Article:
"If I'd met you in the street I wouldn't have spared you," Mohamed Sheikh Abdullahi said, only half smiling.
The gunfire outside does not disturb them as they speak, explaining what led them to leave behind their lives as Islamist fighters and defect to the side of Somalia’s weak transitional government.
One of them tells the Agence France-Presse journalist interviewing him he would have killed him if they had met a month before.
“If I’d met you in the street I wouldn’t have spared you,” Mohamed Sheikh Abdullahi said, only half smiling, his face distinct with finely chiselled features and penetrating dark eyes.
Their accounts provide a window into the world of al-Shabaab and Hezb al-Islam, the two Islamist groups fighting the government, and it’s clear why the Somali Presidency has arranged the interviews with them.
Officials want to show that the Islamist groups have weakened and lost the support of the population.
But the only thing it may demonstrate is just how ephemeral and complex allegiances are in this Horn of Africa country, embroiled in a virtually non-stop civil war since 1991.
The interview is conducted in a shady spot in the rocky gardens of Villa Somalia, the headquarters of the transitional government and where President Sharif Sheikh Ahmed spends his time holed up.
He is protected by Ugandan troops from Amisom, the African peacekeeping force largely responsible for propping up his government.
As the interview is under way, automatic weapons fire can be heard in the distance. No one pays much attention as the sound is normal background noise here.
Mohamed says he began fighting in 2006 “to kick out the Ethiopian invaders”, but defected a month ago, “disgusted by the false interpretations al-Shabaab give of Islam”.
“First I fought in the ranks of the Islamic Courts and that’s where I met the al-Shabaab,” he said, referring to the Islamic Courts Union, which took charge of much of the country in 2006. “They were very good fighters.”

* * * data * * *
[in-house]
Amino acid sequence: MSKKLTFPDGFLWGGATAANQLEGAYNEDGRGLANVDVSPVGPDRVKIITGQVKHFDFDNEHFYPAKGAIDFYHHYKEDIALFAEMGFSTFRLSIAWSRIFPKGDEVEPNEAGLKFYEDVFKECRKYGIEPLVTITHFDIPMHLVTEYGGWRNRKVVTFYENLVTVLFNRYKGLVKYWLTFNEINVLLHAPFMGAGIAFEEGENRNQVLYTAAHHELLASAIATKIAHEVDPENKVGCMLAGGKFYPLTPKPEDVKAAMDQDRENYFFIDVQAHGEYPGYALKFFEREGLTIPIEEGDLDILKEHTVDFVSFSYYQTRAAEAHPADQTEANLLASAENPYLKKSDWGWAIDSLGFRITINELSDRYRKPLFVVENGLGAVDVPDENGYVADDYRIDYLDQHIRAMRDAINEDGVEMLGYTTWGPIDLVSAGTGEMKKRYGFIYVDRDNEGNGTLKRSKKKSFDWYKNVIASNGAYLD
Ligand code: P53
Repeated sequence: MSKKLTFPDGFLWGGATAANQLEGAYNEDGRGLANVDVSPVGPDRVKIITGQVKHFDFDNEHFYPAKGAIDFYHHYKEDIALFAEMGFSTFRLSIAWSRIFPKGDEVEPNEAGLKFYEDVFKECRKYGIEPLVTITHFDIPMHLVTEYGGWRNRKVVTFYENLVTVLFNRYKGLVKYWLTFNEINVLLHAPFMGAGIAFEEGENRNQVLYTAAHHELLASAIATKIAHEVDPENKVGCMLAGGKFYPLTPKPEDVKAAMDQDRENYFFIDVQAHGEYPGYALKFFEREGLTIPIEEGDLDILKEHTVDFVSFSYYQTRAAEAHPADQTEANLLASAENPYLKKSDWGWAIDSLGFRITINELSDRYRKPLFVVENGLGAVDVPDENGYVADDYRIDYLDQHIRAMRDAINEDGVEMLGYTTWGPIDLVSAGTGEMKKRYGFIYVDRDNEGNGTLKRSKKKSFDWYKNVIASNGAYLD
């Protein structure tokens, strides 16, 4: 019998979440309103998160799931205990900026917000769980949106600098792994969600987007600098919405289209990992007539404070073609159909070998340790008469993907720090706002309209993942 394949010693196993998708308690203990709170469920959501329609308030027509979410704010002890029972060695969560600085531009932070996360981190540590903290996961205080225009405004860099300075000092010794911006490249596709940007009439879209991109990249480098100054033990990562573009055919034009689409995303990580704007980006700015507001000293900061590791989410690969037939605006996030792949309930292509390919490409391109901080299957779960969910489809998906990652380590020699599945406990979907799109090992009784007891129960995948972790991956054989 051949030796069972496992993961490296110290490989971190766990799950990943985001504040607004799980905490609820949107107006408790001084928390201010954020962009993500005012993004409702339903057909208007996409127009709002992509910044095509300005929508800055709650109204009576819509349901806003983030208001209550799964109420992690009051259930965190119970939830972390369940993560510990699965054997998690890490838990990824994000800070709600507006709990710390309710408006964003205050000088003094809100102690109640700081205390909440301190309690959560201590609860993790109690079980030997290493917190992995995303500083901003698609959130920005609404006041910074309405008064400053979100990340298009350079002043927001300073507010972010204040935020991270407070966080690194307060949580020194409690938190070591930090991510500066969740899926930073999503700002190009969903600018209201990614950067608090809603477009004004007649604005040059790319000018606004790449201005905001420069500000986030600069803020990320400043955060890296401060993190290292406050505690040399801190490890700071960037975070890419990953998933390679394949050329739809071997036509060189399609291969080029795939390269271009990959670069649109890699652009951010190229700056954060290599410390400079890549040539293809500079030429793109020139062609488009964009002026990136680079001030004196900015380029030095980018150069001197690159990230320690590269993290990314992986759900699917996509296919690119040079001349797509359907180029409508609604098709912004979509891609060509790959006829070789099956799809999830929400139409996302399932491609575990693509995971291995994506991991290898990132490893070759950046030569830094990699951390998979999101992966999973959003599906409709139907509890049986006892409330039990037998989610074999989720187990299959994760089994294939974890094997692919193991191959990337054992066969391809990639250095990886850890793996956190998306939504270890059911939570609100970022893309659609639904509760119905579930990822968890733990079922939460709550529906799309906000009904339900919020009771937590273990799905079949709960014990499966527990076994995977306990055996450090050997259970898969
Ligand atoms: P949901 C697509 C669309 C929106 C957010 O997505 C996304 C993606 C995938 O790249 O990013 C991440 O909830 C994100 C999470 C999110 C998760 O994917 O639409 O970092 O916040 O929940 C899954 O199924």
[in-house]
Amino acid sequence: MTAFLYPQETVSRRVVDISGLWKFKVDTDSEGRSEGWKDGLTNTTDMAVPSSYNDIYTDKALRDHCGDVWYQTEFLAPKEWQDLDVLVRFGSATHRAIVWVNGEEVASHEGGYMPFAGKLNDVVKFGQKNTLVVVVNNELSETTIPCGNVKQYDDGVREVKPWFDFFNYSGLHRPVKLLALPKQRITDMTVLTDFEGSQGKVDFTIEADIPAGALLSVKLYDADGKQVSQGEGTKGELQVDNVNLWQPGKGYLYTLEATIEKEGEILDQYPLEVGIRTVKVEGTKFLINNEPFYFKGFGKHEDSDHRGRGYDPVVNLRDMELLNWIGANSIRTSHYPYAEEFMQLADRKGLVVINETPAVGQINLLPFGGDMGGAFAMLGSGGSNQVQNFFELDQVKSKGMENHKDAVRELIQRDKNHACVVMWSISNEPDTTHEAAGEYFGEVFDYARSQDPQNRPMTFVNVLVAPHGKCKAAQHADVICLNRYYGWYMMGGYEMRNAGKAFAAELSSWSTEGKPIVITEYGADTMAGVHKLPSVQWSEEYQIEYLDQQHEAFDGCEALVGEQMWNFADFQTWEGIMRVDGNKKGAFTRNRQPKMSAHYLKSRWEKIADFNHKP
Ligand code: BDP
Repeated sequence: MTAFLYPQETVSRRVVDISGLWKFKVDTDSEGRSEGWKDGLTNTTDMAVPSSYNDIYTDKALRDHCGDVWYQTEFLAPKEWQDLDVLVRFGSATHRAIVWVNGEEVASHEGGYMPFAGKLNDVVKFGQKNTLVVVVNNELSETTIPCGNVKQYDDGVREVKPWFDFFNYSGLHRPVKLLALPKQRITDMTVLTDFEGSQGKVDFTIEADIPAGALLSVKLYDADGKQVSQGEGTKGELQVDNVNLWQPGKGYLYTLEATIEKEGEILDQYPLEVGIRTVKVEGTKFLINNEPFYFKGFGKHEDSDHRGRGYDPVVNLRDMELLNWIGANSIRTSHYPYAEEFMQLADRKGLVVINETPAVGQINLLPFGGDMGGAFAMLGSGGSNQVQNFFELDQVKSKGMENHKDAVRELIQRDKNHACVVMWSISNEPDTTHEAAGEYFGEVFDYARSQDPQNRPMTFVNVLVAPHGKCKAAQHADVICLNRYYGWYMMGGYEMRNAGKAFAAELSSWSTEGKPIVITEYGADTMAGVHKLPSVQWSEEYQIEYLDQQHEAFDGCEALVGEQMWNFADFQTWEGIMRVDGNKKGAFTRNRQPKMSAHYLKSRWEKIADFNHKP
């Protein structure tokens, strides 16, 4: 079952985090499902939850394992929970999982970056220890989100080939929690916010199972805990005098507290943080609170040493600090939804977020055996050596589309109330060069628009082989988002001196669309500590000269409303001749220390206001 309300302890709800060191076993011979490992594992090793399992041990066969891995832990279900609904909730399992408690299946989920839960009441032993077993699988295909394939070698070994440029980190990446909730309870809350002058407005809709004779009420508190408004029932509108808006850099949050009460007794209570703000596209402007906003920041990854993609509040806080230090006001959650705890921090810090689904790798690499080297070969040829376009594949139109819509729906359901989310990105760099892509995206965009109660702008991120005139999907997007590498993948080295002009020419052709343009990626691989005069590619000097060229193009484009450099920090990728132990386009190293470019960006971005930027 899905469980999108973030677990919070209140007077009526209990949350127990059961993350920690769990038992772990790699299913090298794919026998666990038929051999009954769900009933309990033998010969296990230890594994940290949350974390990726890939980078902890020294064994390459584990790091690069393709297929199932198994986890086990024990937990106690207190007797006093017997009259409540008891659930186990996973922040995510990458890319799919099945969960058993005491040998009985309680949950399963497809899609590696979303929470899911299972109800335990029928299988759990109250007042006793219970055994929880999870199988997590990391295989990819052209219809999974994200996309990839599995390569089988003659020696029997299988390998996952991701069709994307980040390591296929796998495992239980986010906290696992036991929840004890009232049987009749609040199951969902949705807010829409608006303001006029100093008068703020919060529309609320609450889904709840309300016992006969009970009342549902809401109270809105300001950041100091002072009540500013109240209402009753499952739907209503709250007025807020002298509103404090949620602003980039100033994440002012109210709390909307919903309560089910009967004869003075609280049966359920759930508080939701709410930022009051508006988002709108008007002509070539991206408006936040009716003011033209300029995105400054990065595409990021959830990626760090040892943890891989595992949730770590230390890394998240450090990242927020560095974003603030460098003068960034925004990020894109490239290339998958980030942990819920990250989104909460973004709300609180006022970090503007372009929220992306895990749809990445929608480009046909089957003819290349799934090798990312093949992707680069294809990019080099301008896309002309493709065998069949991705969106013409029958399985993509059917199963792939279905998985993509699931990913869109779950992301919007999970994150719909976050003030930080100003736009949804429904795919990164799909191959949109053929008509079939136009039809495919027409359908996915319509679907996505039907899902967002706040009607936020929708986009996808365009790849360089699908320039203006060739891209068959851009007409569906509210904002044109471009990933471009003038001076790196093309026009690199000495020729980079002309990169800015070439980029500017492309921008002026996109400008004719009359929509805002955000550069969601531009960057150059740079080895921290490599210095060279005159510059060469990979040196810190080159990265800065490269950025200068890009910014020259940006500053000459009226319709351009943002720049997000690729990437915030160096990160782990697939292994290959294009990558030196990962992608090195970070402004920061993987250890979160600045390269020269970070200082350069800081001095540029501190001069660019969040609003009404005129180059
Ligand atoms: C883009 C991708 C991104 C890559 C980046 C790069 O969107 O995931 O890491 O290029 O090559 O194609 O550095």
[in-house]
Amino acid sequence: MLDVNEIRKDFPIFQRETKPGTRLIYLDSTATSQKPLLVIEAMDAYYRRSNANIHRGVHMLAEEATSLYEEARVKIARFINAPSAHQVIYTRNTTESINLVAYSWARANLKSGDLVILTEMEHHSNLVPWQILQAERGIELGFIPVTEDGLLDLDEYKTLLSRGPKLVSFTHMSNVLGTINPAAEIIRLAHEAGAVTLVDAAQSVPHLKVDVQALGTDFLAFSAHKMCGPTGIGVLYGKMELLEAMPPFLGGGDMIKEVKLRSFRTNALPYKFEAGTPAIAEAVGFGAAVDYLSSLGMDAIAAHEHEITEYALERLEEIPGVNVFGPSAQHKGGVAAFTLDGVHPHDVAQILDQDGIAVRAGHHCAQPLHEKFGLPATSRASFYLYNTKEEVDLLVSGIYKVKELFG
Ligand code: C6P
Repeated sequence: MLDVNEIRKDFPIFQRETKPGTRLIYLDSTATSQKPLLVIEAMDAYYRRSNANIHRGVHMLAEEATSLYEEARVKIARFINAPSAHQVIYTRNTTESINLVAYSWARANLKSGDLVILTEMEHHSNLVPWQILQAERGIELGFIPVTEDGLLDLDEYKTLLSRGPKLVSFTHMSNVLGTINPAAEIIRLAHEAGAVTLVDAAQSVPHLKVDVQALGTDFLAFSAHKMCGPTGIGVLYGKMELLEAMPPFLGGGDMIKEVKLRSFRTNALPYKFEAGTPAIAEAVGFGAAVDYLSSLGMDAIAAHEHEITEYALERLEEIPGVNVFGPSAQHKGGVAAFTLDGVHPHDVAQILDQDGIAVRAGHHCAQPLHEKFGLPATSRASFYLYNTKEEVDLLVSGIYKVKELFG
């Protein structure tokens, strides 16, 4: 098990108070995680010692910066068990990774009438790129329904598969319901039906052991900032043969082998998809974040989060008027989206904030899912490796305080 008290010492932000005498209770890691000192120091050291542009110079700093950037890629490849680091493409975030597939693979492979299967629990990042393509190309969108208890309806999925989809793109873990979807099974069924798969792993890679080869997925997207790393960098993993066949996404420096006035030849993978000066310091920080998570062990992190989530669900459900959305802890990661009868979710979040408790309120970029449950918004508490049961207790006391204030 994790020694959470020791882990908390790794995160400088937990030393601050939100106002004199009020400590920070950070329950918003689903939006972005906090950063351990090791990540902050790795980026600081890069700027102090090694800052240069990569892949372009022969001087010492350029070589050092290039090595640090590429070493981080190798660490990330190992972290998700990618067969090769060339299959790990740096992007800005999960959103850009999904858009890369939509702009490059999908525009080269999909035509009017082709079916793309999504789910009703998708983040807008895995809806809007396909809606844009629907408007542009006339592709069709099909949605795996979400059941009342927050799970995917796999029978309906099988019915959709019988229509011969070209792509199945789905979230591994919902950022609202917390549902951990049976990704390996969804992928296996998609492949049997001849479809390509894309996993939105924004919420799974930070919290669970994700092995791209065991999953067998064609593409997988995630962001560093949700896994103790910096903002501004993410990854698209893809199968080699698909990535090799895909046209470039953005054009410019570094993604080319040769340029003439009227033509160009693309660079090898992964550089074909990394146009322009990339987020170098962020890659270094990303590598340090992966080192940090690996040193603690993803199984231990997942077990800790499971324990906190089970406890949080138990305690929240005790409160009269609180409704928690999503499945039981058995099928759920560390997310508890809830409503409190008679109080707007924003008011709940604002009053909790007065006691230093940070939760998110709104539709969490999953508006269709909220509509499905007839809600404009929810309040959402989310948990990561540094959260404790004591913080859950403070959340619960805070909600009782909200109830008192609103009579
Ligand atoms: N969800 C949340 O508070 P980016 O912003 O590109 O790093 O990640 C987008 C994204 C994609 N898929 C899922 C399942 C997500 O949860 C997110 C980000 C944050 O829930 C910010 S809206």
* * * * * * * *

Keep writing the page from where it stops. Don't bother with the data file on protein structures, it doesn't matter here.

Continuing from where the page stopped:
Based in the south of the country, he said he took part in all the major battles against pro-government forces in Mogadishu.
He says on several occasions he met the group’s presumed chief, the “Emir” Ahmed Abdi Godane. He also met numerous foreign volunteers who came to fight alongside al-Shabaab.
He remembers in particular two Americans, Abu Mansur al-Ameriki, made famous in Islamist propaganda videos on the internet, and Farouk al-Assadi, whom he described as a “younger but better trained” fighter.
He estimated the number of these jihad fighters at about 400 and said the majority “come from sub-Saharan Africa if you exclude Somalis from the diaspora”.
Al-Shabaab “have special units, who are trained separately in the greatest secrecy to commit assassinations and suicide attacks”.
According to Mohamed, such tactics were acceptable against the Ethiopians, but can no longer be justified. Ethiopia invaded the country for two years beginning in 2006 to end the advance by the Islamic Courts Union.
Everything Mohamed says is punctuated by quotes from the Qur’an, and the fact that he wears his trousers rolled up above the ankle—Wahhabi style—is proof of his religious fervour.
Abderahman Shuke Abdi Adowe, the other ex-fighter, said he commanded 19 Hezb al-Islam fighters and a pick-up truck mounted with an anti-aircraft gun.
His eyes hidden behind dark glasses, Abderahman explains that two of his men were killed by al-Shabaab.
“Our commanders said we couldn’t take revenge so we decided to join the government forces,” he said.
Before that, one of his family members, a Hezb al-Islam commander, was killed by al-Shabaab as punishment for having escorted a UN convoy.
“If you don’t want to fight anymore, there’s no point. That’s why I quit,” he said.
Neither man wants to mention which clan he belongs to, a crucial factor in Somalia.
Both claim that despite the risk of reprisals from the groups to which they used to belong, they want to fight the enemies of the government.—Sapa-AFP